Jan 01 2004

Who Uses Credit Unions? Third Edition

Report  
Number  
100

This is the third edition of an earlier Filene report. It uses data from the most recent Survey of Consumer Finance, sponsored by the Federal Reserve, and it updates and reconfirms a number of earlier findings.

Jinkook Lee
PhD, Professor of Consumer Science and Research Associate at the Center for Human Resources Research
Ohio State University
William A. Kelly, Jr.
Center for Credit Union Research
University of Wisconsin-Madison
Report Number 100

Executive Summary

This report reconfirms and updates research findings that run counter to two general perceptions about credit unions and statements often made about credit unions: 1) that credit union members are more affluent than bank customers; and 2) that people are exclusively members or non-members of credit unions.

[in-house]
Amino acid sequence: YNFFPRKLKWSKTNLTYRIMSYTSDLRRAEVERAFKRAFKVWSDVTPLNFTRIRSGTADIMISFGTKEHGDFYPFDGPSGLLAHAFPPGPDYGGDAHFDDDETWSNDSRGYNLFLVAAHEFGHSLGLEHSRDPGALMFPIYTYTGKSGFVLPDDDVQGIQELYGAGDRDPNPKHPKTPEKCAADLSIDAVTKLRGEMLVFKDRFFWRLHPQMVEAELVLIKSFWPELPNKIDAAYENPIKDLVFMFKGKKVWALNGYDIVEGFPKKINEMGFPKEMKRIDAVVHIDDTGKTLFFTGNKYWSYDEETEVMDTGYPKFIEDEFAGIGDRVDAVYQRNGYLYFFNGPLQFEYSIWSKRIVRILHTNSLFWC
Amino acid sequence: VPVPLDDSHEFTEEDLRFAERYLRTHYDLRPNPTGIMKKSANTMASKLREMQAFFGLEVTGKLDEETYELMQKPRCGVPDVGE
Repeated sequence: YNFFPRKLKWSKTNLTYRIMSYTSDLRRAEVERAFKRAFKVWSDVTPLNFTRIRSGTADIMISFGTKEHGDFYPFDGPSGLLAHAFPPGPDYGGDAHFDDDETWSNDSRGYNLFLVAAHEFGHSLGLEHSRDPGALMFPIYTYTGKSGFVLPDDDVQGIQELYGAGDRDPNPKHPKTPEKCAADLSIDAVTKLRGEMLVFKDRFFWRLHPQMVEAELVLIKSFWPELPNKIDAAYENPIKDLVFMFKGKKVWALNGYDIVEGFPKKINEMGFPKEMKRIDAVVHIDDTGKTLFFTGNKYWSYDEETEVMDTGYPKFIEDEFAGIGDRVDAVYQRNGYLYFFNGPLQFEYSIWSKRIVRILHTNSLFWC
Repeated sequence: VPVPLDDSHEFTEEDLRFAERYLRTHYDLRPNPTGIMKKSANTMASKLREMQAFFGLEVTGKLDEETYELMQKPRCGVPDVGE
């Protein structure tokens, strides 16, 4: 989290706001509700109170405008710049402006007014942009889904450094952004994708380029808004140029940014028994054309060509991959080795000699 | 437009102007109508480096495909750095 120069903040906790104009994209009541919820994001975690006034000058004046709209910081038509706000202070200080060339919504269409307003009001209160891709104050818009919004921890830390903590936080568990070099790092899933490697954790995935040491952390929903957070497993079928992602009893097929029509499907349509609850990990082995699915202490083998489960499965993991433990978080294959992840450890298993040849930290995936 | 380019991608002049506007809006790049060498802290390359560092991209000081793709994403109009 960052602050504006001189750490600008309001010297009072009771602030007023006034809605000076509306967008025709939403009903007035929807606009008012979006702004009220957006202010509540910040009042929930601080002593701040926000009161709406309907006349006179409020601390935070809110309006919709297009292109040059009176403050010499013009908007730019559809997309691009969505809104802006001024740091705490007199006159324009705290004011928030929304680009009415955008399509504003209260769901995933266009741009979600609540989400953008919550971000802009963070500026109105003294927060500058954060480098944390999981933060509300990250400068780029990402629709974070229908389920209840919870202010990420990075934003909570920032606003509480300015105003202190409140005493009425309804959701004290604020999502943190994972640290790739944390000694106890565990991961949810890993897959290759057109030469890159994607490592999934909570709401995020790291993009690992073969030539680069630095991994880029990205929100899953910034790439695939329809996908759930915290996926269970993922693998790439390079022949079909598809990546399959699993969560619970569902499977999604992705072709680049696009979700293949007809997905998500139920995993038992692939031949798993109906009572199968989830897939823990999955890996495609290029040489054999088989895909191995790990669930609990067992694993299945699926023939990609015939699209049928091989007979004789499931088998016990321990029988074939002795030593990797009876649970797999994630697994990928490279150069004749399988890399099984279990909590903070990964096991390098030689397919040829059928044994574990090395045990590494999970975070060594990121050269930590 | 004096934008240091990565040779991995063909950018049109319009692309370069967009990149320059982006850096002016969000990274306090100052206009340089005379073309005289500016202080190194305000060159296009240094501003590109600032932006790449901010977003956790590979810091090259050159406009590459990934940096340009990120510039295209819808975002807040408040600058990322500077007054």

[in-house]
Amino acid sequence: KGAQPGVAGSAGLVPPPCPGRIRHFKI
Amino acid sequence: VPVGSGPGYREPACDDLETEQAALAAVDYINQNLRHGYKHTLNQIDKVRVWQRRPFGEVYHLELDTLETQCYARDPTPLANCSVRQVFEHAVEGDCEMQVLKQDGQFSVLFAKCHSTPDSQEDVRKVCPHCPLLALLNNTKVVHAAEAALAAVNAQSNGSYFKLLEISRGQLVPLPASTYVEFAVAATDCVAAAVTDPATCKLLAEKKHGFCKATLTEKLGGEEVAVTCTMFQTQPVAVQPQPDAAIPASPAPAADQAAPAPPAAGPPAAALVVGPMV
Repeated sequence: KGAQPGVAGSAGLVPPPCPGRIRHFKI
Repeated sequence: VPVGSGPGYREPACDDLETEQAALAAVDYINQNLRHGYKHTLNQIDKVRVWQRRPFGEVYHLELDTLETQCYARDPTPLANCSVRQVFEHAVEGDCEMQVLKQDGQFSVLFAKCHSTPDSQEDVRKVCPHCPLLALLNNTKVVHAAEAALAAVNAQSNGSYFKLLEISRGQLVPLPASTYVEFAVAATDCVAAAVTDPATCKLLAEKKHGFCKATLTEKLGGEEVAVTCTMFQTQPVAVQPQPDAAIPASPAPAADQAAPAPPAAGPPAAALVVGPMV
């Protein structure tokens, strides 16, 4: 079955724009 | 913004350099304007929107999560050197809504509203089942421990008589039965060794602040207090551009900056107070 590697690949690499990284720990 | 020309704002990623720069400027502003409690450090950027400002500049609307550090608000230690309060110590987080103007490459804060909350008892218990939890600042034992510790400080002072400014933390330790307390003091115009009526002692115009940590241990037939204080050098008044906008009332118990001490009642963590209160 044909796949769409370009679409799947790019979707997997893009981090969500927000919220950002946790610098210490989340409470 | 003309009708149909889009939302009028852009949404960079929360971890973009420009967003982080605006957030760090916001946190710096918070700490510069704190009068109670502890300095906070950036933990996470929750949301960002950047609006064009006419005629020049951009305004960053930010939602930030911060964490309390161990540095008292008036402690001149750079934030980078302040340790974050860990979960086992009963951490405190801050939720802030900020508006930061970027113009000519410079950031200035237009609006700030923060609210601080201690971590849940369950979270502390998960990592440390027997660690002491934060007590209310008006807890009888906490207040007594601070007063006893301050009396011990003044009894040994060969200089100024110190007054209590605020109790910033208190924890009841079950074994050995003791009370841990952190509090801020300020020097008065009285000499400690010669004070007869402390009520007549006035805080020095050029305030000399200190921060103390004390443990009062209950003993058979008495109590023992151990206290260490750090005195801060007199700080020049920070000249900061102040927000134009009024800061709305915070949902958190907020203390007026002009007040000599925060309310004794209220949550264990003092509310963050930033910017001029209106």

These general perceptions have created misunderstandings about who credit union members are and what their financial status is. Misperceptions can lead to improper public policy and also can waste credit union marketing resources.

What is the research about?

Unlike other demographic studies of credit union membership, this report and its two earlier editions go beyond comparing credit union members with non-members, or comparing credit union members with bank customers. Simple, dichotomous comparisons like those give an incomplete view of how households use financial institutions. They overlook households that do not use a depository institution at all and households that use both banks and credit unions.

To overcome these shortcomings, we divided the surveyed households into five categories bank only, primarily bank, primarily credit unions, credit union only and unbanked.

What are the credit union implications?

The five-category approach presented in this report has advantages over a two-category approach of "members" and "non-members" for developing credit union marketing and educational programs, and for evaluating public policy issues that affect credit unions.